Music to Your Ears
By Laura Marrich
A Gingerbread Homecoming—It's been less than a year since the Gingerbread Patriots dusted our desert from their keyboards and moved to Portland, Ore. But since they're so gosh darn sentimental, they couldn't stay away for long. Bless their little indie-pop hearts.
Flyer on the Wall
Some of the fine print says: "That's right. RollerCon, the international all-female roller derby convention, is looking for certified EMTs to volunteer their time and talents this summer, Aug. 8-12, in fabulous Las Vegas, Nev.!" Perks include undying gratitude and a nice little vacation in Vegas (paid for by you, but nice nonetheless). For more information, e-mail firstname.lastname@example.org. (LM)
Say "chick rock" and you die
By Amy Dalness
If there’s one thing The Ettes aren’t, it’s a chick band. While both their lead vocalist and drummer are of the female gender, that doesn’t fit them squarely into the “chick” category, and they’d like you to know it.
Caleb Miles Comes Back
By Marisa Demarco
You would not believe how many bands have named themselves A Murder of Crows. But only one lived in my Walkman throughout early high school until the tape, thin and weary from overplaying, snapped apart one time too many. No amount of scotch tape could aid its redemption. Little did I know this was an early Albuquerque band, around in the late ’80s and early ’90s.
Black Lips Los Valientes Del Mundo Nuevo · Blue Oyster Cult Spectres · Pela Anytown Graffiti
By Jessica Cassyle Carr
In any regular situation, if "live recording" and "garage rock" were uttered in the same sentence, I'd shudder with the conjured mental images of some horrifying Frankenstein made of Kiss and Jet. But this album, released by a fairly reliable label, is an exception. With lo-fi sound quality and elements of psychedelia, it's more like a respectable partnership between The Brian Jonestown Massacre and The Velvet Underground. Except this is Black Lips, who are, to make a metaphor (and as their album art might suggest), more like the comedic flesh-eating plant Audrey Jr. from Little Shop of Horrors, just as we are the Seymours, forced to serve our master.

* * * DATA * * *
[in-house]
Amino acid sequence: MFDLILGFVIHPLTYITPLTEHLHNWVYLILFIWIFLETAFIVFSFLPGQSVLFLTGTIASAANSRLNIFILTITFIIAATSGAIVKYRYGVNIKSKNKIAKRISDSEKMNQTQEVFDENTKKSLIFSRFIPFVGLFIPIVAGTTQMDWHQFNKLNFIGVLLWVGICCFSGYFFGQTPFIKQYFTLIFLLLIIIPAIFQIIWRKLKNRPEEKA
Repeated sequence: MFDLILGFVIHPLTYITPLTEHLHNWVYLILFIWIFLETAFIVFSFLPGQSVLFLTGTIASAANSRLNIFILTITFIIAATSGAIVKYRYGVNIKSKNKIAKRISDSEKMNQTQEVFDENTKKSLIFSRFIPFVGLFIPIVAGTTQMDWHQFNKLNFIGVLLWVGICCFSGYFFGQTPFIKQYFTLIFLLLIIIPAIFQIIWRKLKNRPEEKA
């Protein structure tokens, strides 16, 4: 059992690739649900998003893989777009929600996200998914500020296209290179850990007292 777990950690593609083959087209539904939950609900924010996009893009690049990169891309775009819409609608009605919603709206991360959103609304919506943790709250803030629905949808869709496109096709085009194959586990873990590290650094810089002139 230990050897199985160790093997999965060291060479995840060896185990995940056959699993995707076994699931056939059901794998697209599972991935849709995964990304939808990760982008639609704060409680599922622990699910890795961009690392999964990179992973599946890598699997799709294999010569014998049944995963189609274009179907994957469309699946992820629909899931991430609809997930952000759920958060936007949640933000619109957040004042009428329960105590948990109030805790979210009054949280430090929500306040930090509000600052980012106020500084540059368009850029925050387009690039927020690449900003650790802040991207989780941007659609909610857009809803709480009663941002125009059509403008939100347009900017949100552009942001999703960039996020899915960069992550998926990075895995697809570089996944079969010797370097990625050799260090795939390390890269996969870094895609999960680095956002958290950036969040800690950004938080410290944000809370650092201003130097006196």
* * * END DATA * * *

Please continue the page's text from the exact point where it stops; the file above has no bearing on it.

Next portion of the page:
New and Fertile
Young band mines innovation from inexperience
By Marisa Demarco
The guys in The Fertile Crescent don't know they're kind of geniuses. Or maybe they're in disguise as four shy 20-year-olds who mumble a little and say "like" too much. It's almost a shame to let them in on the secret that the music they're making is more innovative and well-constructed than a lot of what's put out by bands who've been on the scene for years and years. Sure hope they won't let it go to their heads.
Courtesy of the Artist
Franks & Deans • punk rock, rock 'n' roll • Shrewd • Punctured Muffler • Silent Crush • metal
By August March
At some point during the progression of meta-ultra-postmodernism, it was only natural that a band covering Rat Pack tunes revisioned as rambling ska paeans or blisteringly buoyant punk anthems based on the imbibing and love-making habits of dudes like Frank Sinatra and Dean Martin would rise from the rocanrol cauldron. Well it's 2017 and such has indeed come to pass. The name of the band is Franks & Deans. They've succeeded by inflecting the sweepingly romantic, sometimes melancholy and nearly always self-referential ditties of these post-war, pre-rock vocal heroes with good-natured rhythms and danceable guitar leads—as well as an updated fashion sense that seems to borrow more from ZZ Top's summer style guide than from Robin and the 7 Hoods—that adds affable nuance to legendary, mid-century American popular music. Band members Rob DeTie, Mike "Pip" Ullemeyer, Hoss and Sampson await your indulgence at Low Spirits on Thursday, Feb. 23, and the admission price of $5 sure as heck beats dropping “Three Coins in the Fountain.”
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Todd Tijerina • blues, roots rock at The Cowgirl BBQ
The Octopus Project • Sound of Ceres • Euth Group • Death of an Empath at Winning Coffee Co.
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